The organism called alexandrium occurs in more temperate ocean environments such as Southeast Alaska in quite large numbers and causes toxicity in algae-eating shellfish. Most algae are harmless, but algal blooms of alexandrium can produce very a very dangerous biotoxin called saxitoxin. In areas where clams or mussels are harvested, people do run the risk to suffer from a condition called paralytic shellfish poisoning, PSP for short, when eating shellfish containing saxitoxin. The problem with saxitoxin is that people cannot see, smell, or taste it.
Also, cooking or freezing these foods will not lessen the toxin’s effect.
PSP affects the nervous system and blocks nerve function. If high concentrations of saxitoxin are eaten, breathing difficulties and paralysis occurs in humans, marine mammals and seabirds. Consuming walrus intestine, stomach and their contents in areas with known biotoxins likely has the same risk as consuming shellfish from those areas.
Since subsistence harvest of mussels and clams is considered recreational, the state does not test for saxitoxin in shellfish as it does for commercially harvested shellfish.
In response to the news, Norton Sound Health Corporation stepped up its water sampling program, said NSHC Public Relations Manager Reba Lean. “NSHC’s Office of Environmental Health department runs the program and had hoped to start establishing a baseline on phytoplankton numbers around the region this year,” she said. With sampling for harmful algal blooms in mind, NSHC has offered trainings to tribal environmental programs in the region, said Lean.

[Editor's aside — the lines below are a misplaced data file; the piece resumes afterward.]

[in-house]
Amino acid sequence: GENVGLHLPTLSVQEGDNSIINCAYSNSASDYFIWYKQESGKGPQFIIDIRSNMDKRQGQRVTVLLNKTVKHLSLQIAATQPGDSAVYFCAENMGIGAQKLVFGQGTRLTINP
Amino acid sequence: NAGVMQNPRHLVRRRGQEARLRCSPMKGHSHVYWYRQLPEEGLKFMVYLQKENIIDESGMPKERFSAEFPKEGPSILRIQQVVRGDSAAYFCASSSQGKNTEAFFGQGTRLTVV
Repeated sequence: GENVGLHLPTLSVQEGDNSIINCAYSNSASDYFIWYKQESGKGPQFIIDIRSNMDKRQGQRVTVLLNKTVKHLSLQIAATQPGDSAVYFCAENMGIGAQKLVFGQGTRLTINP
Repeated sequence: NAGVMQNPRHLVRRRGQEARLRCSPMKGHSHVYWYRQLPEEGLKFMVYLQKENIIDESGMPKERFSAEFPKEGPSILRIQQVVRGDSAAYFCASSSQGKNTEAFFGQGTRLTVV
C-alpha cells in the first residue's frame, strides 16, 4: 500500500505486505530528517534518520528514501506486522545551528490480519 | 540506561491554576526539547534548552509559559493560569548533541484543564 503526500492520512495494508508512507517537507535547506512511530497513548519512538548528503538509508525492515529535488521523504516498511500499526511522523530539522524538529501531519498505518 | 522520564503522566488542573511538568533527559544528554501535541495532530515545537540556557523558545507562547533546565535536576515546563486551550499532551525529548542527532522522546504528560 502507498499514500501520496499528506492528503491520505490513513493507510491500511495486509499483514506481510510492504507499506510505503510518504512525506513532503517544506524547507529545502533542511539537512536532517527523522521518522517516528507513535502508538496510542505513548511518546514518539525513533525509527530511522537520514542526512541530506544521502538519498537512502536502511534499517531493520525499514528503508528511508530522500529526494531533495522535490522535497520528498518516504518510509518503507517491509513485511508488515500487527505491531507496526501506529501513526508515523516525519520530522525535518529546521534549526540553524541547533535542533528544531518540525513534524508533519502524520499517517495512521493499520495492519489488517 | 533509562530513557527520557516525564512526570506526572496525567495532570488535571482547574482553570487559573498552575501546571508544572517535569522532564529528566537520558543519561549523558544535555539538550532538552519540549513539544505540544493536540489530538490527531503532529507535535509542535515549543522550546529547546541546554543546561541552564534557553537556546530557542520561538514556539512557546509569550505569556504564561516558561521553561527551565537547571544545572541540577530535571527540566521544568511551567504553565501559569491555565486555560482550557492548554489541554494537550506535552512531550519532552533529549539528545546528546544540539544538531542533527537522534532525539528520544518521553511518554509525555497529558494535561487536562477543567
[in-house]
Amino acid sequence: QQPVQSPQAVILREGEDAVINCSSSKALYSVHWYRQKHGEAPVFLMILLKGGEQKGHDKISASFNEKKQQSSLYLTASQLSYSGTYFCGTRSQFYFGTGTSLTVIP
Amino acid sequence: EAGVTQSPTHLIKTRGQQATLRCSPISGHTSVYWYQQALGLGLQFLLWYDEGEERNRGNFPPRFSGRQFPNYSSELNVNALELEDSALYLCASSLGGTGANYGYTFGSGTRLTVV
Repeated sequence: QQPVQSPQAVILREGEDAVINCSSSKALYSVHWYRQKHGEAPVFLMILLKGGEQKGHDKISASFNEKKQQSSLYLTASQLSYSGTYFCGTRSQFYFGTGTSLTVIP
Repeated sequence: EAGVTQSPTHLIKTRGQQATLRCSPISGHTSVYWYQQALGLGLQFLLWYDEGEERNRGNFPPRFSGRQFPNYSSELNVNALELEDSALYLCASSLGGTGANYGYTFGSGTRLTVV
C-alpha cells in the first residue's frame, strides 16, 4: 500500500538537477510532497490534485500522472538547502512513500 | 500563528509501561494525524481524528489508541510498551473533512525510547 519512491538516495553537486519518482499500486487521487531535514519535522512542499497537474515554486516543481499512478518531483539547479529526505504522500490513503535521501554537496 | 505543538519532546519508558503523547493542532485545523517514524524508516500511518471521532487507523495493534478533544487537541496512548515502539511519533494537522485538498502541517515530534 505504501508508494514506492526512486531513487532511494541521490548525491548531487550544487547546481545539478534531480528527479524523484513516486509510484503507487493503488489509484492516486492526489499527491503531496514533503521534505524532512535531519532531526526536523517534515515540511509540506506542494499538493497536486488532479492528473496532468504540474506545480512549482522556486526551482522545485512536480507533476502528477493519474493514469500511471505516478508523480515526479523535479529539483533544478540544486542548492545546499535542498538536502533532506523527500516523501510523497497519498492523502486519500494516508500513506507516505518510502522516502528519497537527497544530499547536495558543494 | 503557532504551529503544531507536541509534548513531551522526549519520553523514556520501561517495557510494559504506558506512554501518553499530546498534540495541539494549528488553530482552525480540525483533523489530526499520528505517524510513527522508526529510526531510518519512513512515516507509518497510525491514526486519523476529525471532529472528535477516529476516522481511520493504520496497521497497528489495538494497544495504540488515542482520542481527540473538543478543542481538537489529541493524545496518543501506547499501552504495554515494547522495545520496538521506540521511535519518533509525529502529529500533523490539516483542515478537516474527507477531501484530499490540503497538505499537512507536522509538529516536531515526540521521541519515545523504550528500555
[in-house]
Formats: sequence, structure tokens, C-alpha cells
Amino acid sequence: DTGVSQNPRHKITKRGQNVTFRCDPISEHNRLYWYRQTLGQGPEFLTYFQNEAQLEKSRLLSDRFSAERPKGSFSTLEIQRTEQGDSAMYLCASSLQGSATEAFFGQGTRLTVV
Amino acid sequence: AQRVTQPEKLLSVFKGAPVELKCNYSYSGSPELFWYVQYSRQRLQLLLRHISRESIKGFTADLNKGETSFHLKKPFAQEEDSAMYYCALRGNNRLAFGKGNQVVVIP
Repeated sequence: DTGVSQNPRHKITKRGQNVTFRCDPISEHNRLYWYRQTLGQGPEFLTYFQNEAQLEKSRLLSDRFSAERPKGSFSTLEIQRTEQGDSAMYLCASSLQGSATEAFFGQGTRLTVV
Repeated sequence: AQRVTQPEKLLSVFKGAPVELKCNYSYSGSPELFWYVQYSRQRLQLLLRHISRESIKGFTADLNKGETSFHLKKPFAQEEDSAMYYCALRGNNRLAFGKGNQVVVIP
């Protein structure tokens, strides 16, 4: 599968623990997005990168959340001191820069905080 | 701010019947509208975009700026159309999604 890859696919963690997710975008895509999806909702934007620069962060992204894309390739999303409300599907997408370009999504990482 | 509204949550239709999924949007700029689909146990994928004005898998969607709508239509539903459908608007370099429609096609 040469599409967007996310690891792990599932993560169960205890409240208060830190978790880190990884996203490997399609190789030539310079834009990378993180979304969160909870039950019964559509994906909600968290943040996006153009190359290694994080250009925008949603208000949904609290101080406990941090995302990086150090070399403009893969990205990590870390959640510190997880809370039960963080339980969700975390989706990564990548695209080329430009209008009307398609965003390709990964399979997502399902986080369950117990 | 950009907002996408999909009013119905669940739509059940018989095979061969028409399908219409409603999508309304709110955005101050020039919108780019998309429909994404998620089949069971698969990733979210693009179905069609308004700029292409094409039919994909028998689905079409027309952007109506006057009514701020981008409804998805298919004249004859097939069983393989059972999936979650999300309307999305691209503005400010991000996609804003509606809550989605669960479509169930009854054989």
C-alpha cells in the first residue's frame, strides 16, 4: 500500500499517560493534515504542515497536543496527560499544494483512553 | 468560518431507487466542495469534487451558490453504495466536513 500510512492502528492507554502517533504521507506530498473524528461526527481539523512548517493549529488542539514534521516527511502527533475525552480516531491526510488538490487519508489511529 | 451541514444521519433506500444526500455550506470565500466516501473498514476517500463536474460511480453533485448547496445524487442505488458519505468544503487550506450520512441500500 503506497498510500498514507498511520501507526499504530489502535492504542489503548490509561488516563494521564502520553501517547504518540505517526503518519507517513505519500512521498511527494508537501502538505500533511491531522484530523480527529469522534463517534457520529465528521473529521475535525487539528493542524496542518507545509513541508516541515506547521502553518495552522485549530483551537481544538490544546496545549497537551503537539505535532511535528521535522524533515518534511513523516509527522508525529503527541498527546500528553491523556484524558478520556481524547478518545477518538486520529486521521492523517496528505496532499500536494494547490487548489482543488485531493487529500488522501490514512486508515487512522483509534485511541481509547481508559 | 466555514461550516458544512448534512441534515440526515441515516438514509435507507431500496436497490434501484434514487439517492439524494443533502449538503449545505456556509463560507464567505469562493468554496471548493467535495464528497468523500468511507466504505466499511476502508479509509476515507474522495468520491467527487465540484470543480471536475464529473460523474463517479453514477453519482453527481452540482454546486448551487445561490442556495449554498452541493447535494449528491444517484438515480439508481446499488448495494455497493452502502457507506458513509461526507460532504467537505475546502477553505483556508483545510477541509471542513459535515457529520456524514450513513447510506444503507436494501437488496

Not wasting any time after receiving the advisories from the Norseman II scientists, Environmental Health Coordinator Emma Pate went out and sampled water off Cape Nome on Tuesday morning. Looking at the sample through a microscope, she points to an organism on the screen, identifying it as pseudo-nitzschia cells, which can cause domoic acid, another harmful biotoxin. Pate will be testing water samples on a weekly basis, looking for three target algal species that produce different biotoxins: alexandrium cantenella, dinophysis and pseudo-nitzschia. She had been working to stand up trial basis testing for water samples regionwide and Norton Sound has signed a Cooperative Research and Development Agreement with NOAA to receive technical assistance. The purpose was to get a baseline of water samples but with the news from the Norseman, the testing has now locally been ramped up.